If an Uber driver does not confirm your name before the start of the ride, you’ve entered the vehicle of a very dangerous man. If he’s also wearing fake Ray-Bans for the entirety of the drive on a seemingly glareless day, safe to assume you’re done for. The first course of action is to send brief but personalized texts straight from the heart to at least ten of your closest friends, relatives and loved ones—this way, they may each think that they alone occupied your mind in your final waking moments. Next, open the Notes app and jot down as concise a version of your last will and testament as humanly possible (if one already exists, consider writing amendments to accommodate to your life in real-time. Did one friend only heart-react to your personalized text while others responded with paragraphs? Has your brother expected you to check-in on Mom more this week because of his long-awaited “meditation retreat?”). This second step cannot last more than five minutes. At this point, the geo-tracker in the Uber app will already be showing your vehicle moving in the opposite direction of your intended destination. Go with your gut, for the goal here is not to write a comprehensive ten-year plan but instead a rough draft of a will. Bullet points are not only accepted but encouraged. Maybe even omit a few words at the choicest locations so that those reading must treat the precious document as an ad-lib and fill-in-the-blank. Once your body is found and your phone is unlocked, your loved ones will receive just smithereens of who you wanted to get what with absolutely no legal bearing, and thus they must together agree on how you’d prefer your property to be distributed. This blueprint of a will ultimately serves as nothing more than a quiz to test whether your friends and family care enough about you to cordially determine the fate of your affairs.
Once this brainstorm has elapsed, the third and final step is to shut your phone off, store it in the depths of your pocket, and initiate a conversation with your driver. This is by far the most crucial step, as it almost certainly determines whether you ever leave that vehicle alive or whether the makeshift will on your phone ever sees the light of day. Done right, you may uncover the many things that you and your driver have in common. You might learn that you were both raised in St. Louis but never went back after the age of eighteen, or both share a love for high-school sweethearts who are recently divorced living two states away and a mutual hatred for laugh-tracks that ruin otherwise decent sitcoms. If you’re really lucky, he’ll let you go and even give you his phone number with instructions to call him for drinks the next time you’re in the town. Half-ass this step and you’ve wasted your final few moments in this beautiful world making useless small talk with your murderer-to be. Lay it on too thick here, and you’ve royally missed the mark. Your driver stares at you through his rear-view mirror as you continue to babble away in the back seat, arms squeezing your luggage like a teddy-bear. Skip this step all-together and the only thing left to do is stare out the window and appreciate the scenery as you’re driven down a one-way road to hell.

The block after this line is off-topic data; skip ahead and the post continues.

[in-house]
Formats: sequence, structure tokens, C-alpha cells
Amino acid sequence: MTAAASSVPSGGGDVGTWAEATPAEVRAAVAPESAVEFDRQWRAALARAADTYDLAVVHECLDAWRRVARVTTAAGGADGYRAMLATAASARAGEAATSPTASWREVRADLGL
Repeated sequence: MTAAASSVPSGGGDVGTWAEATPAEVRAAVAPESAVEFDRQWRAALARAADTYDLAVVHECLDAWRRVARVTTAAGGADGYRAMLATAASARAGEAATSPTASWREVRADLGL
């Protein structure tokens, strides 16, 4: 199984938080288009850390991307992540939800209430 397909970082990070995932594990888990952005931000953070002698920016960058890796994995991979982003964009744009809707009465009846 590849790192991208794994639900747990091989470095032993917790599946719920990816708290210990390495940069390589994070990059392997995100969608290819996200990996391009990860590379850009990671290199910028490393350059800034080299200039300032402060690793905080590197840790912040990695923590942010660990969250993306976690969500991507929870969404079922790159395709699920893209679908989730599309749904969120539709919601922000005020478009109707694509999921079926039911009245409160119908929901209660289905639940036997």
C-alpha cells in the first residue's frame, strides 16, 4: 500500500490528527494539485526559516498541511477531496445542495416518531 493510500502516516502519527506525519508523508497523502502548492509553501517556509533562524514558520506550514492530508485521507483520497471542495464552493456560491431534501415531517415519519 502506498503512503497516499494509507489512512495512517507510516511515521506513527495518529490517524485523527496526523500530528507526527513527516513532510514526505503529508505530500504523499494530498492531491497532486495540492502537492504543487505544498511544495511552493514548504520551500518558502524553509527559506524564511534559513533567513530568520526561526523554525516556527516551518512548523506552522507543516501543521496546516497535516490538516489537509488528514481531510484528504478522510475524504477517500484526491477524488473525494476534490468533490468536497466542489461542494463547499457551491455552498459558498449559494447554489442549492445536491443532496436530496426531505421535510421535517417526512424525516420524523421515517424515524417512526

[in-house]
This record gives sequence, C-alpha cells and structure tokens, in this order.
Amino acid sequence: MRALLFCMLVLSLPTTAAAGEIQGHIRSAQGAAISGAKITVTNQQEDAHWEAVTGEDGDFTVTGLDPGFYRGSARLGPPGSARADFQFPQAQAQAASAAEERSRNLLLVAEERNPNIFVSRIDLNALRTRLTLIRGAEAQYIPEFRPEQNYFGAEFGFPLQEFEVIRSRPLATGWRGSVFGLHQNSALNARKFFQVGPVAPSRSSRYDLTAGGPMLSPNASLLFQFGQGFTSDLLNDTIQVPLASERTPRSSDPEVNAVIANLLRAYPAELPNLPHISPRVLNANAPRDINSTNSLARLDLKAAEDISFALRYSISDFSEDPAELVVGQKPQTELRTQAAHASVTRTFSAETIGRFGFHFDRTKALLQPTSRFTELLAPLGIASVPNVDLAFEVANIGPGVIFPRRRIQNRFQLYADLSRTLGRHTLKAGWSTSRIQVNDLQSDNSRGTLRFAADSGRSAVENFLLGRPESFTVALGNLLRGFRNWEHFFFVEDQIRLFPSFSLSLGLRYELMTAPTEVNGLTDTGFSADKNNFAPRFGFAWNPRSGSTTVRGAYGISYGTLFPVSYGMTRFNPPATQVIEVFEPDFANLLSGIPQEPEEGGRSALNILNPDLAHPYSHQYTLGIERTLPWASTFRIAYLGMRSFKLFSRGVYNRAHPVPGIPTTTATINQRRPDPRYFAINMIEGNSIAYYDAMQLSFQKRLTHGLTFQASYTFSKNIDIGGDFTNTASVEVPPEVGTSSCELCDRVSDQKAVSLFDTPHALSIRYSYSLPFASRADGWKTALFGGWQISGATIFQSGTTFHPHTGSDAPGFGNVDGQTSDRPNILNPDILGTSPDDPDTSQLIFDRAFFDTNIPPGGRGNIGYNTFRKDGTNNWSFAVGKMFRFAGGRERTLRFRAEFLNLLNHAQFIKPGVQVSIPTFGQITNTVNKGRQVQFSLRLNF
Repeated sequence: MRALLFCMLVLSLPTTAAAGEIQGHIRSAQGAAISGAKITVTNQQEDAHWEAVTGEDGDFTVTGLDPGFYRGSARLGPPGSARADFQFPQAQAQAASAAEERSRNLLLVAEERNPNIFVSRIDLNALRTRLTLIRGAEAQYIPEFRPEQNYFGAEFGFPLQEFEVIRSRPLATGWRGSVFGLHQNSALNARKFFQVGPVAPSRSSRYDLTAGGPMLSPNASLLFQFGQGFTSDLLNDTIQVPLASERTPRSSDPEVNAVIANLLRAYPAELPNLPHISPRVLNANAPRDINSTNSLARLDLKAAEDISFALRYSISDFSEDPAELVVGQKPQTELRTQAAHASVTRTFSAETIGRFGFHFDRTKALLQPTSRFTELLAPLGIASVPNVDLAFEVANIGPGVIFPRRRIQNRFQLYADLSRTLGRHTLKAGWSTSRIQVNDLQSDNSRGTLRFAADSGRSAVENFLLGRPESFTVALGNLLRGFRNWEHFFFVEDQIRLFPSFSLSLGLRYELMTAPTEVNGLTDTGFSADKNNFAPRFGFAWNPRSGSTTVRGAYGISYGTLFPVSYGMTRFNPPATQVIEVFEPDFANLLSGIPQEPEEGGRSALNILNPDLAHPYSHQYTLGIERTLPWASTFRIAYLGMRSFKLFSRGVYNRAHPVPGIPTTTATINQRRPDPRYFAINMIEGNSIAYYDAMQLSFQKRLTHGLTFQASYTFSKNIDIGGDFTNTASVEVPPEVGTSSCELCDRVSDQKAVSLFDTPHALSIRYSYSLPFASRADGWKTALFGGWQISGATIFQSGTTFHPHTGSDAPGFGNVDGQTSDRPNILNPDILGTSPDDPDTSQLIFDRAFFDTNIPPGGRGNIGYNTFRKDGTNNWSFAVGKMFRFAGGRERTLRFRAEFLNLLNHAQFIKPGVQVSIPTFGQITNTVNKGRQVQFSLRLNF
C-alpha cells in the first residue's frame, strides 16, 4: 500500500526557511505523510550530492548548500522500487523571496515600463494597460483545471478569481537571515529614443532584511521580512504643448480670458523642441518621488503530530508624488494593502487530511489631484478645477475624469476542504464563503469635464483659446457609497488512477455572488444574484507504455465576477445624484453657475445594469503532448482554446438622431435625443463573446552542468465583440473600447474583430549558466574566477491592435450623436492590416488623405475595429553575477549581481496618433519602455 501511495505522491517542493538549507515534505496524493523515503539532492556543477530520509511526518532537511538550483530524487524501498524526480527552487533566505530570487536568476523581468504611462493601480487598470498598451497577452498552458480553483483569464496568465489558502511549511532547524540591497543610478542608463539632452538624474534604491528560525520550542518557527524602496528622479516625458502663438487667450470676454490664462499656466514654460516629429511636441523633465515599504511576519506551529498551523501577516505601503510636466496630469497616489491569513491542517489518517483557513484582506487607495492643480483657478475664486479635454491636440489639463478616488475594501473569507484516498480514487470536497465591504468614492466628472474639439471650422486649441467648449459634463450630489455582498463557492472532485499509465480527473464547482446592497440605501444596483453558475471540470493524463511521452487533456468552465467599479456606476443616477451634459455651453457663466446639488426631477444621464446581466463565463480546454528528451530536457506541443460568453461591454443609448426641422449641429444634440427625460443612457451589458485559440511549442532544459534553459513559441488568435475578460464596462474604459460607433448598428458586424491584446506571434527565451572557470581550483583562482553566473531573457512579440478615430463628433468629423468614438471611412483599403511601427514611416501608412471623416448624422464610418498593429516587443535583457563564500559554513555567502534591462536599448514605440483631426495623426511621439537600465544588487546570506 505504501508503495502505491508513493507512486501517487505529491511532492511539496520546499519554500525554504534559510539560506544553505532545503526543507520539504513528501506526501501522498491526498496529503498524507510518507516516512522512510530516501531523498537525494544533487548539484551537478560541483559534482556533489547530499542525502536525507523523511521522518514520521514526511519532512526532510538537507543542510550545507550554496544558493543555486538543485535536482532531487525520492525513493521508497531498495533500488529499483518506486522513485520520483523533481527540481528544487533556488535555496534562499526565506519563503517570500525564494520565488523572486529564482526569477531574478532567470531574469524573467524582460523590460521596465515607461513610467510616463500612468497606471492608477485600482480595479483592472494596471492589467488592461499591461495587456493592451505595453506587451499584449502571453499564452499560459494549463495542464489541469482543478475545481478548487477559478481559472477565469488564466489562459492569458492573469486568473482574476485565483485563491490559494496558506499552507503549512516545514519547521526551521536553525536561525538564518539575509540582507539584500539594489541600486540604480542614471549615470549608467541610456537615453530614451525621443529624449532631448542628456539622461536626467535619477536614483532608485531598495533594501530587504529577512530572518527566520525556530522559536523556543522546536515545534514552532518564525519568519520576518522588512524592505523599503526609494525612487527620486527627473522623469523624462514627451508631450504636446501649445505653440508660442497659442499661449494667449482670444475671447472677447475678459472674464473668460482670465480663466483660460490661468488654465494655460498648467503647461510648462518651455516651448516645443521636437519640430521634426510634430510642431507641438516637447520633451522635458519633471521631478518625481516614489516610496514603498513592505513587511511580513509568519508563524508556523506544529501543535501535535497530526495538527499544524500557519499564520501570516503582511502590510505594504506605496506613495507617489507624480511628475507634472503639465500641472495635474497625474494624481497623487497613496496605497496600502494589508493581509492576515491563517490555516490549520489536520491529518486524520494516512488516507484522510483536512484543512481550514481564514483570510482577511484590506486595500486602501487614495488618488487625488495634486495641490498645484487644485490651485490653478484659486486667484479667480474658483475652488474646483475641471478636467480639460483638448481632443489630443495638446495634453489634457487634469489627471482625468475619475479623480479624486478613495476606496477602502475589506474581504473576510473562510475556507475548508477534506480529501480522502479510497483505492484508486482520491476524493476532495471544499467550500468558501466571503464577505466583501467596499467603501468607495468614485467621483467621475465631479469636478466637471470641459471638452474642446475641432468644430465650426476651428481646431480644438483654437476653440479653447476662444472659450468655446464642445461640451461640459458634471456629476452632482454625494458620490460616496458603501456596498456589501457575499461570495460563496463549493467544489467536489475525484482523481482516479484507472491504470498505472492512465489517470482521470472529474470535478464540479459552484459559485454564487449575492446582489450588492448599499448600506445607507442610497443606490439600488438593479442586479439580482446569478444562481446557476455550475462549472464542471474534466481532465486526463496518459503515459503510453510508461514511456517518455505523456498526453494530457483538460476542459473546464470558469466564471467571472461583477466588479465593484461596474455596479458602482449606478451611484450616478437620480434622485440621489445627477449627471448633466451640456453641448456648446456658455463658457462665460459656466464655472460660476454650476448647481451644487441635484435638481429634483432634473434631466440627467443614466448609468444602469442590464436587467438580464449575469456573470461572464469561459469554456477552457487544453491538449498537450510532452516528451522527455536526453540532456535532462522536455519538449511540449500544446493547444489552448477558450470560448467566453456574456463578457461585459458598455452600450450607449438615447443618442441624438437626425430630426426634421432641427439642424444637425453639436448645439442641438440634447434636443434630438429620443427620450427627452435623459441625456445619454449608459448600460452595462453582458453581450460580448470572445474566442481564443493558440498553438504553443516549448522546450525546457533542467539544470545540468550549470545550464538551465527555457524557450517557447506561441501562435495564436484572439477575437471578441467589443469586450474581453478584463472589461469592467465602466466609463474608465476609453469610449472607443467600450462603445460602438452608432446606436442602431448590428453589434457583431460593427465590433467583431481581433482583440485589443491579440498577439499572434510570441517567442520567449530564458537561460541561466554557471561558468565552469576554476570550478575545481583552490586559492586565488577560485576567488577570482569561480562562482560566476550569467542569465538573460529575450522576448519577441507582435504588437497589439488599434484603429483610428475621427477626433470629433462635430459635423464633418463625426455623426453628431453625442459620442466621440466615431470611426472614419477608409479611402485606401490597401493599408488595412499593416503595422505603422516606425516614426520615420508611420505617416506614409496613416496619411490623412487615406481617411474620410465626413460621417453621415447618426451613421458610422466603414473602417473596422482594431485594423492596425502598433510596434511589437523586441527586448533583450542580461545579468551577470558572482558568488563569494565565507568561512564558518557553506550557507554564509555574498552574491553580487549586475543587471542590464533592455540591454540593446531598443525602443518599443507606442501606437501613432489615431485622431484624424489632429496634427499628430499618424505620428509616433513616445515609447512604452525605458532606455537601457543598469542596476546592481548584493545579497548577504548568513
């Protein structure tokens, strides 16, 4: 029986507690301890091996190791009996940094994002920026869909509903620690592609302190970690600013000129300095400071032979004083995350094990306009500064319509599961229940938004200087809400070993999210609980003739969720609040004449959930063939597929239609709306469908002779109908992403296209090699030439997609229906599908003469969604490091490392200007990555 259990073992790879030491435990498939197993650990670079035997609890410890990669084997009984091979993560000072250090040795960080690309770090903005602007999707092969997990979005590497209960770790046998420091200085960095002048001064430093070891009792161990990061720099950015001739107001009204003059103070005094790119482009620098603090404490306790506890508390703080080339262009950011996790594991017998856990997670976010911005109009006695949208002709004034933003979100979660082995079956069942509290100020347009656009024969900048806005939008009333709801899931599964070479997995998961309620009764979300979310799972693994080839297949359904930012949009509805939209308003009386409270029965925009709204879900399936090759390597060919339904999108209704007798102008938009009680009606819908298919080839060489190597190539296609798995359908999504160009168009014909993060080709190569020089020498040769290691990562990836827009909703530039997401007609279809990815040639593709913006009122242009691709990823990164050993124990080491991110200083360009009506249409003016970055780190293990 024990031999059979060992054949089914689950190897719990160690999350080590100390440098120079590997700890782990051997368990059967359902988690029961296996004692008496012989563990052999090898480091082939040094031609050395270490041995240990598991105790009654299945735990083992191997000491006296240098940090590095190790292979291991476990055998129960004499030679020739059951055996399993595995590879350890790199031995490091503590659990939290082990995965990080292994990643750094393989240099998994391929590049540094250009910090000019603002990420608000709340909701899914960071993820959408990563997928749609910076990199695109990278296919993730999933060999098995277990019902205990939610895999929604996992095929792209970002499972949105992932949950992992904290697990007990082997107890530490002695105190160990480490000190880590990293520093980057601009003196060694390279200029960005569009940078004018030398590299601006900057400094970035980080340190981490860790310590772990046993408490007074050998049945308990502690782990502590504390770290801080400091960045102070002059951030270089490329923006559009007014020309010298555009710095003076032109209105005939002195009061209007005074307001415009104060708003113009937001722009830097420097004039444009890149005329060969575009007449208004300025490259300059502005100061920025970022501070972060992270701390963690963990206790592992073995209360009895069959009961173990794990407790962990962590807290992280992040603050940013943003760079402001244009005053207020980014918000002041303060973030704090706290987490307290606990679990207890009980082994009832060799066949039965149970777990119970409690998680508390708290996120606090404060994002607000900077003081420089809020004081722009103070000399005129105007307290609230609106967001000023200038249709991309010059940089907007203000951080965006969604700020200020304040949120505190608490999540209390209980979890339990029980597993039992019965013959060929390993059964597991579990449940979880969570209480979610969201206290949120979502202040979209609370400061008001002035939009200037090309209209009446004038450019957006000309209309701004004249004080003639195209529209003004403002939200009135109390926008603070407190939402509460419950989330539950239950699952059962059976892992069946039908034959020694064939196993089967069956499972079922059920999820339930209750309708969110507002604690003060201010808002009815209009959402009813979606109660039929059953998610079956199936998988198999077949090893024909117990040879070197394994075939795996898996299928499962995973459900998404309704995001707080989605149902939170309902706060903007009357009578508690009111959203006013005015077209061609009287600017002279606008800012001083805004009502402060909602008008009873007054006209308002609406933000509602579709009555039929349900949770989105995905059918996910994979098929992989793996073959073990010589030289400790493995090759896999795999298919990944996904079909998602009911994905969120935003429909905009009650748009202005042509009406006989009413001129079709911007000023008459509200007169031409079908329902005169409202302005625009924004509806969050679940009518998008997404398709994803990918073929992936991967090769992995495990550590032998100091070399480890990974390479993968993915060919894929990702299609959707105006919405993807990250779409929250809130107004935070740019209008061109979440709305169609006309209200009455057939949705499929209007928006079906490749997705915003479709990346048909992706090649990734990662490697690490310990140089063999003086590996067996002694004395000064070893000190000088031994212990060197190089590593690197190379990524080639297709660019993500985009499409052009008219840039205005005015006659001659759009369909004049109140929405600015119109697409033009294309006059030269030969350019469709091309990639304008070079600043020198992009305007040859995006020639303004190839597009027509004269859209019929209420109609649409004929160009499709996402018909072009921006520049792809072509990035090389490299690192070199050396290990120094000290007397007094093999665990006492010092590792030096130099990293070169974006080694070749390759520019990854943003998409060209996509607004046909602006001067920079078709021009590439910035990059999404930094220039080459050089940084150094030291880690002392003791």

The car rolls to a stop on the side of the road, which by now is ten miles south of the city and barren of any other vehicle, and you can only imagine what happens––
“Where you traveling?”
The sun had begun its pink dip beneath the turnpike that curved ahead. Other cars floated alongside them, concluding their individual workdays with a painless commute home. The man in the back of the car, huddled in the left seat with limbs pressed to the vehicle’s door, ceased typing on his phone and peered up at his driver.